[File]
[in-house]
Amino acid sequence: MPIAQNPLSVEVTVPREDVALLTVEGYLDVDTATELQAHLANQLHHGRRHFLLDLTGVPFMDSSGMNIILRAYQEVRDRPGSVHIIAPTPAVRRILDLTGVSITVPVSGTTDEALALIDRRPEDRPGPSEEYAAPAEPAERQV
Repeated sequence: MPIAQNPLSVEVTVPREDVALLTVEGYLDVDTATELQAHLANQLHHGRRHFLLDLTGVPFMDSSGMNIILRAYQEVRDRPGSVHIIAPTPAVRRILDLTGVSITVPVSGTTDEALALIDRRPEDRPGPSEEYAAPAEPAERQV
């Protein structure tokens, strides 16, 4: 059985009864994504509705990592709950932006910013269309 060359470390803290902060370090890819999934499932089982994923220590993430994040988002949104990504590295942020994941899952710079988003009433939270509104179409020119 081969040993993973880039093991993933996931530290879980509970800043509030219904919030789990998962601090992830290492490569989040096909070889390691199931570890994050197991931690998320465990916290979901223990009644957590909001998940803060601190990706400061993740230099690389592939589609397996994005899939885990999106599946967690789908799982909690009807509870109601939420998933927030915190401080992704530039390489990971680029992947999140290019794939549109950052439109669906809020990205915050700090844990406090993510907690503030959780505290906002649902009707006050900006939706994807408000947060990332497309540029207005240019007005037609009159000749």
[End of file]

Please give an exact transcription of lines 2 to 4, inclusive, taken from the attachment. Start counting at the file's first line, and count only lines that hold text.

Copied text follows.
Amino acid sequence: MPIAQNPLSVEVTVPREDVALLTVEGYLDVDTATELQAHLANQLHHGRRHFLLDLTGVPFMDSSGMNIILRAYQEVRDRPGSVHIIAPTPAVRRILDLTGVSITVPVSGTTDEALALIDRRPEDRPGPSEEYAAPAEPAERQV
Repeated sequence: MPIAQNPLSVEVTVPREDVALLTVEGYLDVDTATELQAHLANQLHHGRRHFLLDLTGVPFMDSSGMNIILRAYQEVRDRPGSVHIIAPTPAVRRILDLTGVSITVPVSGTTDEALALIDRRPEDRPGPSEEYAAPAEPAERQV
């Protein structure tokens, strides 16, 4: 059985009864994504509705990592709950932006910013269309 060359470390803290902060370090890819999934499932089982994923220590993430994040988002949104990504590295942020994941899952710079988003009433939270509104179409020119 081969040993993973880039093991993933996931530290879980509970800043509030219904919030789990998962601090992830290492490569989040096909070889390691199931570890994050197991931690998320465990916290979901223990009644957590909001998940803060601190990706400061993740230099690389592939589609397996994005899939885990999106599946967690789908799982909690009807509870109601939420998933927030915190401080992704530039390489990971680029992947999140290019794939549109950052439109669906809020990205915050700090844990406090993510907690503030959780505290906002649902009707006050900006939706994807408000947060990332497309540029207005240019007005037609009159000749």